This pattern is available from the Kansas City Star retail website (www.pickledishstore.com), or better yet…see if your local quilt store can’t get it for you.  If we don’t support the local stores, we’re likely to see them disappear.

For your amusement, I’m also posting two photographs I took on my last trip to the UK.  The first is Kelmscott Manor from the front entrance, and the second is the privy (or outhouse for us yanks)…where the alleged theivery was perpetuated.

Kelmscott Manor

Kelmscott Manor

Privy

Privy

–Penny

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It’s probably not kosher that I do this, but I am going to copy a couple of photographs of patterns that I just found on the web.  I’m certain that there are all types of “rules” against doing this, but since I’m also going to forward information on where you can purchase these patterns I hope that it will be alright.

Flower Basket Medallion by Kim McLean

Flower Basket Medallion by Kim McLean

The first pattern is from  designer Kim McLean who I first learned about when an article about her appeared in Quilters’ Newletter some time ago.  “Flower Basket Medallion” incorporates design elements (the doll border) that I’ve seen in some antique Australian quilts. 

 If you are interested in finding out more about Kim McLean’s pattern, please go to Kaffe’s webstore “Glorious Color”  (www.gloriouscolor.com).  I’ve purchased patterns of Kim’s previously and I have to say they are dynamic (and on very big paper).  And, though I haven’t yet actually stitched any of her patterns yet, I hope to in my retirement.  (Do you think any of us will ever get to retire??)

phebewholeb
Phebe Quilt by Di Ford

The second pattern is by Di Ford, also of Australia, and  called “The Phebe Quilt”.  It is inspired by the Phoebe Warner quilt which was made in 1803 by Sarah Warner for her cousin, and is in the collection at the Metropolitan Museum of Art.

I have been a fan of Di Ford’s quilt patterns for some time…and again, I have a few stockpiled away for a rainy day.  Some years ago, I used to be able to purchase her patterns through a quilt shop called “Primarily Patchwork” (that were heavily advertised in the Australian Patching and Quilting Magazines) — but it seems that “Primarily Patchwork” closed.  So, it’s great to see that Di is still designing and her patterns can now be purchased from the Australian quilt store, Threadbear Patchwork and Quilting (www.threadbear.com.au).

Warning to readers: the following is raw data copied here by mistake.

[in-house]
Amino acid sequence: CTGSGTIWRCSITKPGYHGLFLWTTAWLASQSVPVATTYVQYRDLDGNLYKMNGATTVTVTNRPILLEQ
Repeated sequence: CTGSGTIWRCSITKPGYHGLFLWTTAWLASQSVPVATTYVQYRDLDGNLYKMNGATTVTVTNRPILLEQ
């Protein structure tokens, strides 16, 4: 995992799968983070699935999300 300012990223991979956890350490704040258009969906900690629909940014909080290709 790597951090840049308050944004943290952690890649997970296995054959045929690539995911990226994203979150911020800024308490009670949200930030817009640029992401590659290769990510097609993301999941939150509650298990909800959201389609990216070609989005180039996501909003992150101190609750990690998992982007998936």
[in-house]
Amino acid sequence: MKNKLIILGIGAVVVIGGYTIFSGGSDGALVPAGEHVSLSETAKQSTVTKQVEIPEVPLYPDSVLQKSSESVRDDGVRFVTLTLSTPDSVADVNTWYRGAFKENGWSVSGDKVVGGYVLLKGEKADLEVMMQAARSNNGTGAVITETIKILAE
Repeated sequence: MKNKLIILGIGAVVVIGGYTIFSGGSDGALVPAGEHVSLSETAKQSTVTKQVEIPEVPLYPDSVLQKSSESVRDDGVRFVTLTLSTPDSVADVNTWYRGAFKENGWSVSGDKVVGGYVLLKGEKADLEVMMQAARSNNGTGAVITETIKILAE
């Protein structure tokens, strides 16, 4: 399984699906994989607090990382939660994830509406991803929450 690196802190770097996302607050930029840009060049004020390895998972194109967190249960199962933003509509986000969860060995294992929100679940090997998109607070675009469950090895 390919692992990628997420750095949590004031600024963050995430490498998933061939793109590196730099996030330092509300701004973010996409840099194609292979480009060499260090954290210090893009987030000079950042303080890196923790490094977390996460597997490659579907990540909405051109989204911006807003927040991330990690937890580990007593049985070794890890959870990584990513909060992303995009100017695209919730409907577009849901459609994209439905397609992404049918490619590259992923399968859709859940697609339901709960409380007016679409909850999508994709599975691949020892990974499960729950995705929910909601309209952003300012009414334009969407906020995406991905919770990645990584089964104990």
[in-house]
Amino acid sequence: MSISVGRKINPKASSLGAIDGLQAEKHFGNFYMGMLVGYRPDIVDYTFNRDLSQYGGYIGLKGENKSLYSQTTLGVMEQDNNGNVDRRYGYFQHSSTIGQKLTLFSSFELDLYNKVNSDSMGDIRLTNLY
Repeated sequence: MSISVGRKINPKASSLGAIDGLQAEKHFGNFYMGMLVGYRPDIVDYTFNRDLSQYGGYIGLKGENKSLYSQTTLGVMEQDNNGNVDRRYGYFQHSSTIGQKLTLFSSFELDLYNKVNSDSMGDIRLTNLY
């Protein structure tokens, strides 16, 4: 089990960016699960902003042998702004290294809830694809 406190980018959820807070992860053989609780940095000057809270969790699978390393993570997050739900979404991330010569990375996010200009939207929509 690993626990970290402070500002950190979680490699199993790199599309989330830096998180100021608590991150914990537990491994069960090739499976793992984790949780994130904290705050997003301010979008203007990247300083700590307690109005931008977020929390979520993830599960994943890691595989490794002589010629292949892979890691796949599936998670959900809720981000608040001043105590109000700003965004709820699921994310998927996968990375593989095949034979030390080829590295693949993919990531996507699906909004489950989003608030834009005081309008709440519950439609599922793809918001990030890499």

Let me know if you are inspired to make either of these quilts; I’m putting my order in for both patterns as soon as I can. 
–Penny
 

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I probably could have done better on the opening title; sounds a bit taudry.  But, it’s exciting news that Barbara Brackman is doing another line of William Morris designs for Moda Fabric.  A quick look at the Moda website (www.unitednotions.com/un_main.nsf/mf_new) shows that the new line should be available around July (maybe August???).  Here’s three of the fabrics that will be available in this collection.

morris-12

morris-22morris-31

They are just so beautiful…and Barbara has been true to William Morris’ color sensibilities.   Those of you who know me know that I can go on and on about Topsy (William Morris) and how he influenced textiles and design.  But, it goes without saying that these fabrics have really stood up over the years.  They are classics and will not “age” in your stash as some of the more tendy designs do. 

And, speaking of William Morris, there is a fantastic new book out by Michelle Hill from Australia called William Morris in Applique (publisher: C&T www.ctpub.com)  There have been a few quilt books written using William Morris designs, but I feel this is the very best of the lot.61sycrhz4nl_ss500_